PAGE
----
The Journal of Law and Medicine (Thomson Reuters) has today kindly published an article by Tina Cockburn and me: Expert witness immunity in Australia after Attwells v Jackson Lalic Lawyers: A smaller and less predictable shield? (2017) 24 JLM 628.
The abstract reads:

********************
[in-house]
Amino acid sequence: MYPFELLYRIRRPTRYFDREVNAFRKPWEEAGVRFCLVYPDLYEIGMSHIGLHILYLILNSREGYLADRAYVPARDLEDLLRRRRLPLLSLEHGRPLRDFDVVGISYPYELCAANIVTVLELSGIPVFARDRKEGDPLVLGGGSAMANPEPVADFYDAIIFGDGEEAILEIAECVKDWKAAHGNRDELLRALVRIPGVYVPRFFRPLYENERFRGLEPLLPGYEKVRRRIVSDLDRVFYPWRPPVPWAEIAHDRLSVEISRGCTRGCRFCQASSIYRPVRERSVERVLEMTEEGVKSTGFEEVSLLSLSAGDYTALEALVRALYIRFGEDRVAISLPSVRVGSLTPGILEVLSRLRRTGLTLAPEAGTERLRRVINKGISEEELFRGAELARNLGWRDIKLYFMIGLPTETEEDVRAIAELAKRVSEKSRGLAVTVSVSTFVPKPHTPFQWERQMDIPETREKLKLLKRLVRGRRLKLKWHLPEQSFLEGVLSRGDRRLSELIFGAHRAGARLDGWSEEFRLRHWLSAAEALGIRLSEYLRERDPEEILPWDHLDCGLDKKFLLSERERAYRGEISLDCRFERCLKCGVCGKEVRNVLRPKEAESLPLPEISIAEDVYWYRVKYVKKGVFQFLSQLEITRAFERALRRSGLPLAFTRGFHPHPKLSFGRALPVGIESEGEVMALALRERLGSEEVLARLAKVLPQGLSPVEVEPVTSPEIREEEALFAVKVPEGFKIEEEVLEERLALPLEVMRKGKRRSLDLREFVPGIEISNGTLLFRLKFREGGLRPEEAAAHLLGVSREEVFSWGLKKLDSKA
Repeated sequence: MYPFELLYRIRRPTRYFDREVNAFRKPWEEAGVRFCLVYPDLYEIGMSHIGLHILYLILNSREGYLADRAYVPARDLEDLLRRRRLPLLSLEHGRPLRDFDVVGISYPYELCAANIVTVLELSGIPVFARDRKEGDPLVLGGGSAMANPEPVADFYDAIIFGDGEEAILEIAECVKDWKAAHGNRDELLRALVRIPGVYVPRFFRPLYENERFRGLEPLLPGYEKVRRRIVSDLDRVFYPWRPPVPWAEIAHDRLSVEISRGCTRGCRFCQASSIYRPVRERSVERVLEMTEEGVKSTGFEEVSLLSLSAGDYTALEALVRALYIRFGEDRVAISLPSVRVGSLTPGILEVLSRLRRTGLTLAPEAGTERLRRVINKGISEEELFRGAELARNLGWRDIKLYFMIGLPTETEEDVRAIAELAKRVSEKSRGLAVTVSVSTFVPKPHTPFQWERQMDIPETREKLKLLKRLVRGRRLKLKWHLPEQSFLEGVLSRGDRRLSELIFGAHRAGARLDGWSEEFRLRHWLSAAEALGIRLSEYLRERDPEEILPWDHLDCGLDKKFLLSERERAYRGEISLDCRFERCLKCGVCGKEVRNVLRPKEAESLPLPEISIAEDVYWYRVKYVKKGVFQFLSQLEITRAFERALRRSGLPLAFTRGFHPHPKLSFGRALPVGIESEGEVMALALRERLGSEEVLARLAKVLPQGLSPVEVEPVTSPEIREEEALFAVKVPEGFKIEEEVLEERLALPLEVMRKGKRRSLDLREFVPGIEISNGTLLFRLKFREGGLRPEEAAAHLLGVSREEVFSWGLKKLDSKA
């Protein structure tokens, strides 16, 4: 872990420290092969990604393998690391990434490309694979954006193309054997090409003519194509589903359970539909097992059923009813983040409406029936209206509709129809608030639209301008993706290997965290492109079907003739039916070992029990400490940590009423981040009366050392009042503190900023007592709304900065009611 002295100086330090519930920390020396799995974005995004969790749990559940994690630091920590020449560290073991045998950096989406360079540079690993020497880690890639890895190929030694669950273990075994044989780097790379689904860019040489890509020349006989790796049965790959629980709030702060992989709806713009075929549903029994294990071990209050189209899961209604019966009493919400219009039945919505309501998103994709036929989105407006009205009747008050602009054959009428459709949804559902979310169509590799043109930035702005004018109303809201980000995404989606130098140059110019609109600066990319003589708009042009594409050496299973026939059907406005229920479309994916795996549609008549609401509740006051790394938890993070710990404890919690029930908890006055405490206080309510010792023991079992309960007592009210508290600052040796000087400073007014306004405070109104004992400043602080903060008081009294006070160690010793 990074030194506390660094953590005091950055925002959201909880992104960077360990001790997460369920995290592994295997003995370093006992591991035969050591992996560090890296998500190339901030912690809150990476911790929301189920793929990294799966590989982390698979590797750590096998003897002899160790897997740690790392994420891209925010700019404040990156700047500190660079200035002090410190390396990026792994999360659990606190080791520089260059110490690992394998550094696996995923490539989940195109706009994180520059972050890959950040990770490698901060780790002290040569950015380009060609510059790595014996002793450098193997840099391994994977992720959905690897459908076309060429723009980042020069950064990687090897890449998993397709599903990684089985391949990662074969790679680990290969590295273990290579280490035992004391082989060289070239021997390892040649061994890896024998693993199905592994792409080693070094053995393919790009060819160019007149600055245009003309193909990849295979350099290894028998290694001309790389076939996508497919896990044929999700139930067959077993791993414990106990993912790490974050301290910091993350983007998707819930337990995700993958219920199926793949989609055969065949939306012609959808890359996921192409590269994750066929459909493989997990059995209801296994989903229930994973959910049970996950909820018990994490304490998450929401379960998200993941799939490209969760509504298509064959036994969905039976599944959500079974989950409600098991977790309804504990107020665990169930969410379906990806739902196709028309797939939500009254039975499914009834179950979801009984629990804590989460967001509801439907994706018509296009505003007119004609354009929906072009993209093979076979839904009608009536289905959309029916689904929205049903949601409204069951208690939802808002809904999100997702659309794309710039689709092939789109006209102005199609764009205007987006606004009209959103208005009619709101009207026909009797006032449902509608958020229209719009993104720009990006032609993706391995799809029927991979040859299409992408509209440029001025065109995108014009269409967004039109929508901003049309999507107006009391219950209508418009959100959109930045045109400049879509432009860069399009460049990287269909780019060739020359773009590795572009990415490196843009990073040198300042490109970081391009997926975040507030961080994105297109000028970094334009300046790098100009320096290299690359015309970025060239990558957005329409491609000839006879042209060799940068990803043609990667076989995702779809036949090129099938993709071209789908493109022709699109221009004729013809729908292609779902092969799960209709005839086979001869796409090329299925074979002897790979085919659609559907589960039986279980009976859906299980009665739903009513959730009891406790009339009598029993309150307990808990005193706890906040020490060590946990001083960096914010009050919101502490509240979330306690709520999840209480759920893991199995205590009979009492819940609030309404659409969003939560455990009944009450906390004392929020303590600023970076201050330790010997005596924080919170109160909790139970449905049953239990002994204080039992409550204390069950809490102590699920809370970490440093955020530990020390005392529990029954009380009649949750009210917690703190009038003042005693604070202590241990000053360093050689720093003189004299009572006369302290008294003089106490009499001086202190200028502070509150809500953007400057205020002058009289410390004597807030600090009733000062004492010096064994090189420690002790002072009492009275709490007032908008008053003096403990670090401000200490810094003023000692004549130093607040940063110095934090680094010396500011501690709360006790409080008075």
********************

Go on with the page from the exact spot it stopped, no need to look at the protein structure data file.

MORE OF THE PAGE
Expert witnesses act as “injury brokers” in contributing to the analysis of what qualifies as legally recognised and compensable injury in medical negligence litigation. The orthodox approach in Australia is that expert witnesses, like advocates, are immune from suit in negligence. In Attwells v Jackson Lalic Lawyers Pty Ltd (2016) 90 ALJR 572;  HCA 16, the High Court of Australia upheld, but narrowed, advocates’ immunity. This article outlines the decision in the Attwells case and after reviewing Australian authority on expert witness immunity argues that, given the recent narrowing of the scope of advocates’ immunity, similar limitations are likely to be placed on the scope of expert witness immunity with two effects – it will be less commonly available and less predictably available.